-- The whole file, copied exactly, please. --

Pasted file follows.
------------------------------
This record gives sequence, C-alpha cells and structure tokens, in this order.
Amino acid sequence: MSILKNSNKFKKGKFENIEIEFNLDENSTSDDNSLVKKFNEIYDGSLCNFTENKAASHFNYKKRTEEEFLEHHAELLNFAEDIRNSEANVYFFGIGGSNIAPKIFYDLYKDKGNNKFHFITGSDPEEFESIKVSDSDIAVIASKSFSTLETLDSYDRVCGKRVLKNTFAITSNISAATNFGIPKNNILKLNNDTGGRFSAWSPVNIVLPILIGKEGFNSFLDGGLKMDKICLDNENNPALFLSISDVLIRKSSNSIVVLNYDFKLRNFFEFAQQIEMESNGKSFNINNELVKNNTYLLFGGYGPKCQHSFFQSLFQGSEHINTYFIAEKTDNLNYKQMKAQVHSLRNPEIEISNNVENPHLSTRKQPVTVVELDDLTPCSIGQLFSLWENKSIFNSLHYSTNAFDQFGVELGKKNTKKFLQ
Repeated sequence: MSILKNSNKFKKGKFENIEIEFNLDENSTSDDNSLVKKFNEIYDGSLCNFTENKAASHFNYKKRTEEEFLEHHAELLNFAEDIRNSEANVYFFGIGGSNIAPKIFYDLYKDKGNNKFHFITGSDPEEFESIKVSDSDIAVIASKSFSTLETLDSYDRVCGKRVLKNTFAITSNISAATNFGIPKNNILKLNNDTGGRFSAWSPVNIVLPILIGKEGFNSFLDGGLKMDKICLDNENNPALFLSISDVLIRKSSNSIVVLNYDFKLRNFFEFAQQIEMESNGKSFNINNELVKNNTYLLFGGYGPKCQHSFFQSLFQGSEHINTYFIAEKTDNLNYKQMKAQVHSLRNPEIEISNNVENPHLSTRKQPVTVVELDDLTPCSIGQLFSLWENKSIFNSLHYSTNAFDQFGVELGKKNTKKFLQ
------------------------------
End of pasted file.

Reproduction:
This record gives sequence, C-alpha cells and structure tokens, in this order.
Amino acid sequence: MSILKNSNKFKKGKFENIEIEFNLDENSTSDDNSLVKKFNEIYDGSLCNFTENKAASHFNYKKRTEEEFLEHHAELLNFAEDIRNSEANVYFFGIGGSNIAPKIFYDLYKDKGNNKFHFITGSDPEEFESIKVSDSDIAVIASKSFSTLETLDSYDRVCGKRVLKNTFAITSNISAATNFGIPKNNILKLNNDTGGRFSAWSPVNIVLPILIGKEGFNSFLDGGLKMDKICLDNENNPALFLSISDVLIRKSSNSIVVLNYDFKLRNFFEFAQQIEMESNGKSFNINNELVKNNTYLLFGGYGPKCQHSFFQSLFQGSEHINTYFIAEKTDNLNYKQMKAQVHSLRNPEIEISNNVENPHLSTRKQPVTVVELDDLTPCSIGQLFSLWENKSIFNSLHYSTNAFDQFGVELGKKNTKKFLQ
Repeated sequence: MSILKNSNKFKKGKFENIEIEFNLDENSTSDDNSLVKKFNEIYDGSLCNFTENKAASHFNYKKRTEEEFLEHHAELLNFAEDIRNSEANVYFFGIGGSNIAPKIFYDLYKDKGNNKFHFITGSDPEEFESIKVSDSDIAVIASKSFSTLETLDSYDRVCGKRVLKNTFAITSNISAATNFGIPKNNILKLNNDTGGRFSAWSPVNIVLPILIGKEGFNSFLDGGLKMDKICLDNENNPALFLSISDVLIRKSSNSIVVLNYDFKLRNFFEFAQQIEMESNGKSFNINNELVKNNTYLLFGGYGPKCQHSFFQSLFQGSEHINTYFIAEKTDNLNYKQMKAQVHSLRNPEIEISNNVENPHLSTRKQPVTVVELDDLTPCSIGQLFSLWENKSIFNSLHYSTNAFDQFGVELGKKNTKKFLQ